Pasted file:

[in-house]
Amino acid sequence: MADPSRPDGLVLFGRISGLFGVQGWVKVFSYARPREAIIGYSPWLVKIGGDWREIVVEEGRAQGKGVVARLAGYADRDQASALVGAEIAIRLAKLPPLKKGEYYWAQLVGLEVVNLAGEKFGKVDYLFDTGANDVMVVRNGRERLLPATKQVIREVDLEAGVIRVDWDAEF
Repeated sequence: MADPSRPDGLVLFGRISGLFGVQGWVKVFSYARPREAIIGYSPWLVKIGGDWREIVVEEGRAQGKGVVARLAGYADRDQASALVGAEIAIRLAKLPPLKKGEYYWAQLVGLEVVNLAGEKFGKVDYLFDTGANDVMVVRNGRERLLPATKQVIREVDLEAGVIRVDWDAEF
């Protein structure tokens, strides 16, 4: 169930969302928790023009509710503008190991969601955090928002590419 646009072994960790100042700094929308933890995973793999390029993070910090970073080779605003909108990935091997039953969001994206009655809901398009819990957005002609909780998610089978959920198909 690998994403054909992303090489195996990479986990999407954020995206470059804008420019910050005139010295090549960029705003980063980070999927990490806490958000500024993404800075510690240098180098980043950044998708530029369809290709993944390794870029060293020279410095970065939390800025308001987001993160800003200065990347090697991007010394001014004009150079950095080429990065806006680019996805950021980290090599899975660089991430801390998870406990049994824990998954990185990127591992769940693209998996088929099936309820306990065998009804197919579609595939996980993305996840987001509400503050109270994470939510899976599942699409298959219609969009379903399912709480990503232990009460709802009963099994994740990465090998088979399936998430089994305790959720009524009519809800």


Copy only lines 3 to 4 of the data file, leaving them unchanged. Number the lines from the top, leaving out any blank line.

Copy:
Repeated sequence: MADPSRPDGLVLFGRISGLFGVQGWVKVFSYARPREAIIGYSPWLVKIGGDWREIVVEEGRAQGKGVVARLAGYADRDQASALVGAEIAIRLAKLPPLKKGEYYWAQLVGLEVVNLAGEKFGKVDYLFDTGANDVMVVRNGRERLLPATKQVIREVDLEAGVIRVDWDAEF
């Protein structure tokens, strides 16, 4: 169930969302928790023009509710503008190991969601955090928002590419 646009072994960790100042700094929308933890995973793999390029993070910090970073080779605003909108990935091997039953969001994206009655809901398009819990957005002609909780998610089978959920198909 690998994403054909992303090489195996990479986990999407954020995206470059804008420019910050005139010295090549960029705003980063980070999927990490806490958000500024993404800075510690240098180098980043950044998708530029369809290709993944390794870029060293020279410095970065939390800025308001987001993160800003200065990347090697991007010394001014004009150079950095080429990065806006680019996805950021980290090599899975660089991430801390998870406990049994824990998954990185990127591992769940693209998996088929099936309820306990065998009804197919579609595939996980993305996840987001509400503050109270994470939510899976599942699409298959219609969009379903399912709480990503232990009460709802009963099994994740990465090998088979399936998430089994305790959720009524009519809800």